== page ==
A Polyomino is an edge–conected union of cells in the planar square lattice. Polyominoes are very popular in mathematical recreations, and have found interest among mathematicians, physicists, biologists, and computer scientists as well. Because the chemical constitution of a molecule is conventionally represented by a molecular graph or network, the polyominoes have deserved the attention of the Organic Chemistry community. So, several molecular structure descriptors based in network structur...
A Polyomino is an edge–conected union of cells in the planar square lattice. Polyominoes are very popular in mathematical recreations, and have found interest among mathematicians, physicists, biologists, and computer scientists as well. Because the chemical constitution of a molecule is conventionally represented by a molecular graph or network, the polyominoes have deserved the attention of the Organic Chemistry community. So, several molecular structure descriptors based in network structural descriptors, have been introduced.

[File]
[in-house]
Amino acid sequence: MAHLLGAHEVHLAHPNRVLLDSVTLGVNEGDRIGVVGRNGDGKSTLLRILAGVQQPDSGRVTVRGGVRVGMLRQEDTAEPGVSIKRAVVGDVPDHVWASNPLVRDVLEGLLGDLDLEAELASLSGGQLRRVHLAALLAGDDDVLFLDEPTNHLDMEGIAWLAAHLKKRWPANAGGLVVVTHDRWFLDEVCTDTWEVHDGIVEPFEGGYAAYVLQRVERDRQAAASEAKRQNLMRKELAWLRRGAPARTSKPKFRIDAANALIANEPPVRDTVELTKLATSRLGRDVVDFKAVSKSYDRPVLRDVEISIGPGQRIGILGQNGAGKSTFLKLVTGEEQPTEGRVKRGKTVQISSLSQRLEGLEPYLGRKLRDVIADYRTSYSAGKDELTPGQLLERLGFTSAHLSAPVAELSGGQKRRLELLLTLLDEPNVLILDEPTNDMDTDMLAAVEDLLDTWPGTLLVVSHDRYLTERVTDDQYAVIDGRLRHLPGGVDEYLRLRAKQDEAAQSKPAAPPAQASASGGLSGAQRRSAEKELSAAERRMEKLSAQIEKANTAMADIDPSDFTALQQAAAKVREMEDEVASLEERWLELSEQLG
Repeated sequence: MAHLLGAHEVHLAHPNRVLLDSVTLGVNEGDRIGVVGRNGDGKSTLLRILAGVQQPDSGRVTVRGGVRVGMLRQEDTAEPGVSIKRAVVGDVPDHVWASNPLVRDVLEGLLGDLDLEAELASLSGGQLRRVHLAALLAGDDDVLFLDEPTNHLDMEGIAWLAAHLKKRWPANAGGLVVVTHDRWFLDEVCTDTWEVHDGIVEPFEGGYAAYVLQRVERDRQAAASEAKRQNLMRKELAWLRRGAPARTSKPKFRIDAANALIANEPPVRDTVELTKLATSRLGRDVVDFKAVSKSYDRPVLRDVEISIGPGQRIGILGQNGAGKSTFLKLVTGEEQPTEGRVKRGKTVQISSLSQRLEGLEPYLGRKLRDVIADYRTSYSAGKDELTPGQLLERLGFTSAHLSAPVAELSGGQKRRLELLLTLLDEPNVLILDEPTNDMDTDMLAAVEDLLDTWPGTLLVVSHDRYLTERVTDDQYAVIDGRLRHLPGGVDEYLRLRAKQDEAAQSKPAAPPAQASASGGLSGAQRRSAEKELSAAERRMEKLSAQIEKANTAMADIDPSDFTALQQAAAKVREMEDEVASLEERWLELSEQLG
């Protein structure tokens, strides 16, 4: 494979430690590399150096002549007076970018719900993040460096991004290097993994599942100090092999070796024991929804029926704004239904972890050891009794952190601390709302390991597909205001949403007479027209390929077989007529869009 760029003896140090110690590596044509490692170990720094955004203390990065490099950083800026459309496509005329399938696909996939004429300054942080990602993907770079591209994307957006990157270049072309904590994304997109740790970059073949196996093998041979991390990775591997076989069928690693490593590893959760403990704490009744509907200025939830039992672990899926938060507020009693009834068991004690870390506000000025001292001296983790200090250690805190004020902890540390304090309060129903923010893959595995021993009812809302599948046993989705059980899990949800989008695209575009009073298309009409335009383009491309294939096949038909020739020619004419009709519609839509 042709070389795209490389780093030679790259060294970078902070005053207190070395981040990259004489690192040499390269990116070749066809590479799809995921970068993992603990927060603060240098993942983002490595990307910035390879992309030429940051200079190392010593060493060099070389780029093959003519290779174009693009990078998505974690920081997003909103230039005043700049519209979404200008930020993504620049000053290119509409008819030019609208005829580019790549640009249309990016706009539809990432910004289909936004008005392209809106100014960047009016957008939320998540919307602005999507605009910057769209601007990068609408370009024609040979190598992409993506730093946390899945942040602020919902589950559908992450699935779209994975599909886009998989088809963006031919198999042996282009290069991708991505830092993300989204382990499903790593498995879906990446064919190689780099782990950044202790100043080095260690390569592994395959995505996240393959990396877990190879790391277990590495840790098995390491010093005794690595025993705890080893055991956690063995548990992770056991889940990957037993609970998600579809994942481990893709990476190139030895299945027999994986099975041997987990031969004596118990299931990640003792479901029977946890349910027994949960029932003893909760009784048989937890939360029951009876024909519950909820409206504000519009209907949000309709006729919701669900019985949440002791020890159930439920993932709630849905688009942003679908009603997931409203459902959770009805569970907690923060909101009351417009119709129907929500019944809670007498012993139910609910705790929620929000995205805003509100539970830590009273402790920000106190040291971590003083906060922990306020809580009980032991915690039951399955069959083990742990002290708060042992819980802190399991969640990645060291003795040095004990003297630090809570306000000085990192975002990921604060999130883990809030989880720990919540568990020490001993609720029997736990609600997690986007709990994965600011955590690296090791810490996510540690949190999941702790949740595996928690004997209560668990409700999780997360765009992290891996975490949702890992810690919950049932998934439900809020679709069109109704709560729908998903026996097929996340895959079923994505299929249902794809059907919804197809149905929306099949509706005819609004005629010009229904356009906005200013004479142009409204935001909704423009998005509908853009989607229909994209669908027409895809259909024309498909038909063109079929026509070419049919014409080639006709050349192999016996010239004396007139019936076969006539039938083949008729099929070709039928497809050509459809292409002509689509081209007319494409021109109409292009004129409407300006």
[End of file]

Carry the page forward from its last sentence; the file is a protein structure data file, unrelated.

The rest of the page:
In particular, in the last decade a great amount of works devoted to calculate the Kirchhoff Index of linear polyominoes–like networks, have been published. In this work we deal with this class of polyominoes, that we call generalized linear polyominoes, that besides the
most popular class of linear polyomino chains, also includes cycles, Phenylenes and Hexagonal chains to name only a few. Because the Kirchhoff Index is the trace of the Green function of the network, here we obtain the Green function of generalized linear Polyominoes.
To do this, we understand a Polyomino as a perturbation of a path by adding weighted edges between opposite vertices. Therefore, unlike the techniques used by Yang and Zhang in 2008, that are based on the decomposition of the combinatorial Laplacian in structured blocks, here we obtain the Green function of a linear Polyomino from a perturbation of the combinatorial Laplacian. This approach deeply link linear Polyomino Green functions with the inverse M –matrix problem and specially, with the so–called Green matrices, of Gantmacher and Krein (1941).